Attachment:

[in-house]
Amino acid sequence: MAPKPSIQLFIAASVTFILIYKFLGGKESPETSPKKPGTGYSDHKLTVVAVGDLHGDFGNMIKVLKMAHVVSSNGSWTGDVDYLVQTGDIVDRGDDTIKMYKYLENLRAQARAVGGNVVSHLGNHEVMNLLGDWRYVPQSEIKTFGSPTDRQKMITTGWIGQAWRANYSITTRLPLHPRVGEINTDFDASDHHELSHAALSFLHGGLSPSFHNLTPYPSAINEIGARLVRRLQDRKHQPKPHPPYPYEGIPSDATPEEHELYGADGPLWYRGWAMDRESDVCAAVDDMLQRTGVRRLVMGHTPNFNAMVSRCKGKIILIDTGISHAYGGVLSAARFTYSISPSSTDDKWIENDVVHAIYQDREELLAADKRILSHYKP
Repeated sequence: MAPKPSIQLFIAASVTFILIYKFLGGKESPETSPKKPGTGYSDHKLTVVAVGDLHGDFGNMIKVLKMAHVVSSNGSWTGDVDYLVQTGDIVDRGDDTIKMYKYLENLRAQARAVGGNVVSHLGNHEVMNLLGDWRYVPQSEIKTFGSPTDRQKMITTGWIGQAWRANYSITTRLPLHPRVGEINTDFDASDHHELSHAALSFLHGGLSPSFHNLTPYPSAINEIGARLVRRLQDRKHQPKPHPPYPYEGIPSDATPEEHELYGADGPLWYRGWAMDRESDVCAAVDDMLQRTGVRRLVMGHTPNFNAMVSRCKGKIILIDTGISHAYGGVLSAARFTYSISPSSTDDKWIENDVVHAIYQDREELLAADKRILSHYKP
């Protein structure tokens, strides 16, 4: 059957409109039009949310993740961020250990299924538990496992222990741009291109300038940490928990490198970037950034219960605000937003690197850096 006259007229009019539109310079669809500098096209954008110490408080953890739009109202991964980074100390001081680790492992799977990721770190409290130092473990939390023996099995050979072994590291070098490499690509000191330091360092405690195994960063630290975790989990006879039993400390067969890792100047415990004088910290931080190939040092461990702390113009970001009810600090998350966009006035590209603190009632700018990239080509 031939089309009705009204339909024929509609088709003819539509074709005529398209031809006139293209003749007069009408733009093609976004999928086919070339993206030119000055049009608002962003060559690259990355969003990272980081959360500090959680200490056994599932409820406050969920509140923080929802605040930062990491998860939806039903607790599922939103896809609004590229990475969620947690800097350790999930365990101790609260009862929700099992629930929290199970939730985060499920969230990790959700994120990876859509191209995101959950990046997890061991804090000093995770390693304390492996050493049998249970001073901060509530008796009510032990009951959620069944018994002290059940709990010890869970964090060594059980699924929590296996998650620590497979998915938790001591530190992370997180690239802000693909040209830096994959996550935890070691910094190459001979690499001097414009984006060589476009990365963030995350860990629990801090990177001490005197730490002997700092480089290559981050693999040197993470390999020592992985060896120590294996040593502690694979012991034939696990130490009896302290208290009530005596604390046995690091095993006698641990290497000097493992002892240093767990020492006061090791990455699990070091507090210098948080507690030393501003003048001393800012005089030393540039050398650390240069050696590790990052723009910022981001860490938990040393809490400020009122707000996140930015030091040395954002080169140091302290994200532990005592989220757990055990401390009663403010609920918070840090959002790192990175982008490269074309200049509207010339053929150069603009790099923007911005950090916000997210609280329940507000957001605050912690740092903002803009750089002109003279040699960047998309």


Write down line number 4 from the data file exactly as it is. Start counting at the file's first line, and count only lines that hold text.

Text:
């Protein structure tokens, strides 16, 4: 059957409109039009949310993740961020250990299924538990496992222990741009291109300038940490928990490198970037950034219960605000937003690197850096 006259007229009019539109310079669809500098096209954008110490408080953890739009109202991964980074100390001081680790492992799977990721770190409290130092473990939390023996099995050979072994590291070098490499690509000191330091360092405690195994960063630290975790989990006879039993400390067969890792100047415990004088910290931080190939040092461990702390113009970001009810600090998350966009006035590209603190009632700018990239080509 031939089309009705009204339909024929509609088709003819539509074709005529398209031809006139293209003749007069009408733009093609976004999928086919070339993206030119000055049009608002962003060559690259990355969003990272980081959360500090959680200490056994599932409820406050969920509140923080929802605040930062990491998860939806039903607790599922939103896809609004590229990475969620947690800097350790999930365990101790609260009862929700099992629930929290199970939730985060499920969230990790959700994120990876859509191209995101959950990046997890061991804090000093995770390693304390492996050493049998249970001073901060509530008796009510032990009951959620069944018994002290059940709990010890869970964090060594059980699924929590296996998650620590497979998915938790001591530190992370997180690239802000693909040209830096994959996550935890070691910094190459001979690499001097414009984006060589476009990365963030995350860990629990801090990177001490005197730490002997700092480089290559981050693999040197993470390999020592992985060896120590294996040593502690694979012991034939696990130490009896302290208290009530005596604390046995690091095993006698641990290497000097493992002892240093767990020492006061090791990455699990070091507090210098948080507690030393501003003048001393800012005089030393540039050398650390240069050696590790990052723009910022981001860490938990040393809490400020009122707000996140930015030091040395954002080169140091302290994200532990005592989220757990055990401390009663403010609920918070840090959002790192990175982008490269074309200049509207010339053929150069603009790099923007911005950090916000997210609280329940507000957001605050912690740092903002803009750089002109003279040699960047998309």